[cap-talk] Milton Friedman Quote

Jed at Webstart donnelley1 at webstart.com
Fri Nov 17 14:22:41 CST 2006


At 08:33 AM 11/17/2006, Mark S. Miller wrote:
>Milton Friedman died yesterday. He was a great man, about which many will
>write more eloquently than I will attempt here. Reading his obit this morning
>in the Wall Street Journal, I came across this quote which struck me as quite
>relevant for thinking about the future of object-capabilities:
>
>
>          We do not influence the course of events by persuading people
>          that we are right when we make what they regard as radical
>          proposals. Rather, we exert influence by keeping options
>          available when something has to be done at a time of crisis.
>                                              --Milton Friedman

Nice quote.  I hope it works out that way.  As noted in my recent postings I
think we still have some homework to do (r.e. permanent delegation of
permissions, people management/audit, etc. in object/capability systems).

Milton Friedman was one of my heros also.  Beyond his better known
economic and general freedom contributions he also had a significant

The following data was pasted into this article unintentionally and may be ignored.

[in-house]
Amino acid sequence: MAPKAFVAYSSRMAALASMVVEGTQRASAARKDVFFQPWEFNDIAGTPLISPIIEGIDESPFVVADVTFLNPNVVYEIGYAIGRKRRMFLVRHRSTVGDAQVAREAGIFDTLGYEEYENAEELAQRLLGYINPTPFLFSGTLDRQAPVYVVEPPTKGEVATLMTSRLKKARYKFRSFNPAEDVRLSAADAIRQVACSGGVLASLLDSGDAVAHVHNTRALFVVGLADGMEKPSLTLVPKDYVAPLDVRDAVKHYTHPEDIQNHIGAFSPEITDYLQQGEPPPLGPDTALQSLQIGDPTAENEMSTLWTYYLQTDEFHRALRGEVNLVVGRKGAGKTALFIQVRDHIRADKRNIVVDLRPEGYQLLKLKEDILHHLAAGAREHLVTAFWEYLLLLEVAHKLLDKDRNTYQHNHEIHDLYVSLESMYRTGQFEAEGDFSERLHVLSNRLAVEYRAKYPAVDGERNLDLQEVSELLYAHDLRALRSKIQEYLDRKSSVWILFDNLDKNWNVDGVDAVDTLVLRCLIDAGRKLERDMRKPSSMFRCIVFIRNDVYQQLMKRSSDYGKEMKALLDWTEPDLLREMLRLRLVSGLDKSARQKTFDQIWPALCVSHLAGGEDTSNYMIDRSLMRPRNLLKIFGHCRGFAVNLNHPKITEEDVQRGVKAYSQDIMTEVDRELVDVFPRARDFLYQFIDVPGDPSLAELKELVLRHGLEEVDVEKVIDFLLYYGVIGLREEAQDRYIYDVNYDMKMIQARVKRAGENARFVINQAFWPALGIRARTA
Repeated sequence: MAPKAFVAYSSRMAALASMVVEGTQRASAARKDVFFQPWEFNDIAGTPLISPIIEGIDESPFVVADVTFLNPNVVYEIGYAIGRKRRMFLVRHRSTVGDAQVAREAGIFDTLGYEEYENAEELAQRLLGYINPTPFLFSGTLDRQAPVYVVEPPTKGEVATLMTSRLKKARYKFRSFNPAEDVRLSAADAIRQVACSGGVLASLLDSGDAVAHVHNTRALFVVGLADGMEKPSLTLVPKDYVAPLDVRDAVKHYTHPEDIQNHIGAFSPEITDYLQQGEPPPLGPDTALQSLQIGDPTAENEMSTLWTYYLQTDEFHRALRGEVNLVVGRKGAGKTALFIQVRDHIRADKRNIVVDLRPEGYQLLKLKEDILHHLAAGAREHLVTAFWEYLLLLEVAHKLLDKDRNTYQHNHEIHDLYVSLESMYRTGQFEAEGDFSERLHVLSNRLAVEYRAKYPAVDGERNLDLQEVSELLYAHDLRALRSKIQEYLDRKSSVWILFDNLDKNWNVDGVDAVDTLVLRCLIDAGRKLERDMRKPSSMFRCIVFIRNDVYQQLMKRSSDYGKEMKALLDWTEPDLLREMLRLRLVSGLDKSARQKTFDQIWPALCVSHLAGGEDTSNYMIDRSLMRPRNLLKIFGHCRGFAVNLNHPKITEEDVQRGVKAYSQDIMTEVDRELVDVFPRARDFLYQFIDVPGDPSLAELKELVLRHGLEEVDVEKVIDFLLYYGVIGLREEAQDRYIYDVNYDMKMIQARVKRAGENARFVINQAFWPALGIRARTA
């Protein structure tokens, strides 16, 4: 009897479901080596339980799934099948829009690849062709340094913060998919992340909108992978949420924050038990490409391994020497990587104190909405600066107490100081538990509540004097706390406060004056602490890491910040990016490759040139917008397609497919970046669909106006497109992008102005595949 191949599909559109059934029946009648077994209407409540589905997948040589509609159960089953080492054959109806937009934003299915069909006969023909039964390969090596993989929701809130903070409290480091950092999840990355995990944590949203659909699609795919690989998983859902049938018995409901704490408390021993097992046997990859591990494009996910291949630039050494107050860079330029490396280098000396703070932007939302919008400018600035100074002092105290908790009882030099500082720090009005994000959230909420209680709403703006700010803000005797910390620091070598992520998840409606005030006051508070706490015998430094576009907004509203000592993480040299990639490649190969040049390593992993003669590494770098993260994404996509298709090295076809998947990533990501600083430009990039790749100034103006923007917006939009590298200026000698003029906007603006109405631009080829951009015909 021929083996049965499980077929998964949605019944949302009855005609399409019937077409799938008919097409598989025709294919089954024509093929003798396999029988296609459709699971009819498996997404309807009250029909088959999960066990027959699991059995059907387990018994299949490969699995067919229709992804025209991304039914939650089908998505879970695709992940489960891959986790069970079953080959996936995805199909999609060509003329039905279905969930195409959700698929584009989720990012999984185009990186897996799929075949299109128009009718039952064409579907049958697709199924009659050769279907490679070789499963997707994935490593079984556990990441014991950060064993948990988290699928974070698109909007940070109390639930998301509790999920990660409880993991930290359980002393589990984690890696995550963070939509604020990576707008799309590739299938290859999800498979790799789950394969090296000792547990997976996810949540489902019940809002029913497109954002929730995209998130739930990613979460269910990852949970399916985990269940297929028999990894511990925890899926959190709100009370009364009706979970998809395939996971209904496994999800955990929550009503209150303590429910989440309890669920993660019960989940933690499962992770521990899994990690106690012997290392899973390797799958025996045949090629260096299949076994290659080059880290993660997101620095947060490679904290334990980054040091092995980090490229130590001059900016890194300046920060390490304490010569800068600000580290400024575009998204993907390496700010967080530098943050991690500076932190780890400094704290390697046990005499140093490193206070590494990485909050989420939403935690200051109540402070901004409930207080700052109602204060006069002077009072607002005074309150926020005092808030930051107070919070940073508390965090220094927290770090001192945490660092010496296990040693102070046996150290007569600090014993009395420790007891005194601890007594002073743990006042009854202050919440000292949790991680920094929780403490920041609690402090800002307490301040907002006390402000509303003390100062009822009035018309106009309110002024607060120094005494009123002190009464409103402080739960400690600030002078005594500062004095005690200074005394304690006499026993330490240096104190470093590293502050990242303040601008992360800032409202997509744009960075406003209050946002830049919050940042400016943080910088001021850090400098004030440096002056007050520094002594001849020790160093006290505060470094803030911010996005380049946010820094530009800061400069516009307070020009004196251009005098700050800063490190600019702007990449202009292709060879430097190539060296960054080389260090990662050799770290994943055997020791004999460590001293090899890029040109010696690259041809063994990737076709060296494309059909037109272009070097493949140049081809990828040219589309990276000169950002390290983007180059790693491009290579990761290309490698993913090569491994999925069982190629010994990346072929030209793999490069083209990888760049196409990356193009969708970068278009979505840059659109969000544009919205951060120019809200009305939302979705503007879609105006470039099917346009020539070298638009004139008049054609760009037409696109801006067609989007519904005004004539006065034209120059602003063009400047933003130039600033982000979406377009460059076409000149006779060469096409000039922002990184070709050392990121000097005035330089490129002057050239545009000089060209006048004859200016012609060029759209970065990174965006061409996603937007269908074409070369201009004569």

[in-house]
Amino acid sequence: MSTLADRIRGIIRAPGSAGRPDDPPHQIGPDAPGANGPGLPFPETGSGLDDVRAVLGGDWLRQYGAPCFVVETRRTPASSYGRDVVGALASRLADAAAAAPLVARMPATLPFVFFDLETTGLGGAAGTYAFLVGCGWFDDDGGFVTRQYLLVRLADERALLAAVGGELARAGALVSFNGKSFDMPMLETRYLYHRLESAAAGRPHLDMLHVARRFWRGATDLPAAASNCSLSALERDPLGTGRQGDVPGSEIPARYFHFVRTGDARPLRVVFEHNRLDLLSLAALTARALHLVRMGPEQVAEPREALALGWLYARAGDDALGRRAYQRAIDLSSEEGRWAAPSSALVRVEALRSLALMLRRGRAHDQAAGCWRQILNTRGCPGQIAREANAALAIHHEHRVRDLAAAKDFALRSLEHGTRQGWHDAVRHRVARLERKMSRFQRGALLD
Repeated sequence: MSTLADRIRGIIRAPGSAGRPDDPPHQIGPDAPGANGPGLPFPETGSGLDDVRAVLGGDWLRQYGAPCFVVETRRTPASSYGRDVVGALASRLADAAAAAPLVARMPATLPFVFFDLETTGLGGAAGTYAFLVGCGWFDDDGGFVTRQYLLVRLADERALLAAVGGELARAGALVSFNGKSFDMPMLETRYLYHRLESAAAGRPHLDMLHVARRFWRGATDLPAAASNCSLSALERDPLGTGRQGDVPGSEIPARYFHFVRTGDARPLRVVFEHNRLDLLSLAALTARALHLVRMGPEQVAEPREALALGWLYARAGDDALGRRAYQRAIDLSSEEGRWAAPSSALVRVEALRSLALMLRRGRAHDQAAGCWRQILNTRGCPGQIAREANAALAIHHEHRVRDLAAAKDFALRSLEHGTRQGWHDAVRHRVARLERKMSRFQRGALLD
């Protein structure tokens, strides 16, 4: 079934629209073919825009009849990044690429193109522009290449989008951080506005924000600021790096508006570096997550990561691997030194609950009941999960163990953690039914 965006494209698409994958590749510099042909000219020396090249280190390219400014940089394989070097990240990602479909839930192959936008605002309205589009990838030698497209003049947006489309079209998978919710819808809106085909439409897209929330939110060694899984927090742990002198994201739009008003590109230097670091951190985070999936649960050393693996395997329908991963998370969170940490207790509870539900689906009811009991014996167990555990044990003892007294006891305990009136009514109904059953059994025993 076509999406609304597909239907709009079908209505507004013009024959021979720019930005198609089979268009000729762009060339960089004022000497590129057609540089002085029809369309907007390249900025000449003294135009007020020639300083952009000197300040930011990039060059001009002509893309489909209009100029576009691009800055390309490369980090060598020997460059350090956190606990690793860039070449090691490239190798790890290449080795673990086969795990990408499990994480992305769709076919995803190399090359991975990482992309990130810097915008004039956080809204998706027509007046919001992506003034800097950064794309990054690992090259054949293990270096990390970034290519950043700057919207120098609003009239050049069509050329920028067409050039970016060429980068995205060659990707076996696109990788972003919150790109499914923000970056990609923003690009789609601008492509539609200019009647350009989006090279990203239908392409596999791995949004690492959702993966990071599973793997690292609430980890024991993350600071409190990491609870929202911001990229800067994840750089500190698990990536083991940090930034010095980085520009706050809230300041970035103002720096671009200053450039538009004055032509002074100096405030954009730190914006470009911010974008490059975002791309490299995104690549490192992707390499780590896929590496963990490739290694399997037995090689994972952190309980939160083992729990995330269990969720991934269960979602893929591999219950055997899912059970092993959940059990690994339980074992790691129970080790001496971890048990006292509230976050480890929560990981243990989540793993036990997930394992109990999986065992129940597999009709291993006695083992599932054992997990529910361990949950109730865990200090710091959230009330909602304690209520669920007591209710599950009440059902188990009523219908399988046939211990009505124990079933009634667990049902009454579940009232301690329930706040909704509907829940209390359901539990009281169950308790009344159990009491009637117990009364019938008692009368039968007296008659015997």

impact on eliminating the military draft in the US.  His work in that
area was too late for me.  I don't have a bachelors degree in Chemistry
because I decided to deliberately fail a course in my last quarter as
a senior so as to postpone my graduation and thereby give me more
time with a student deferment to see if my lottery number would come
up slavery or freedom.  I still don't understand how there can be any
interpretation of the 13th amendment to the US constitution:

"Neither slavery nor involuntary servitude, except as a punishment for crime
whereof the party shall have been duly convicted, shall exist within the
United States, or any place subject to their jurisdiction."

other than that the military draft (and jury duty and impressed fire duty
incidentally) is unconstitutional.  I find that inconsistency embarrassing
for our country.

I'm wearing a black arm band today to honor Milton Friedman.  I'll certainly
miss his voice for freedom.  I hope his books stand the test of time.  If so
I consider it hopeful for humanity.

--Jed http://www.webstart.com/jed/ 




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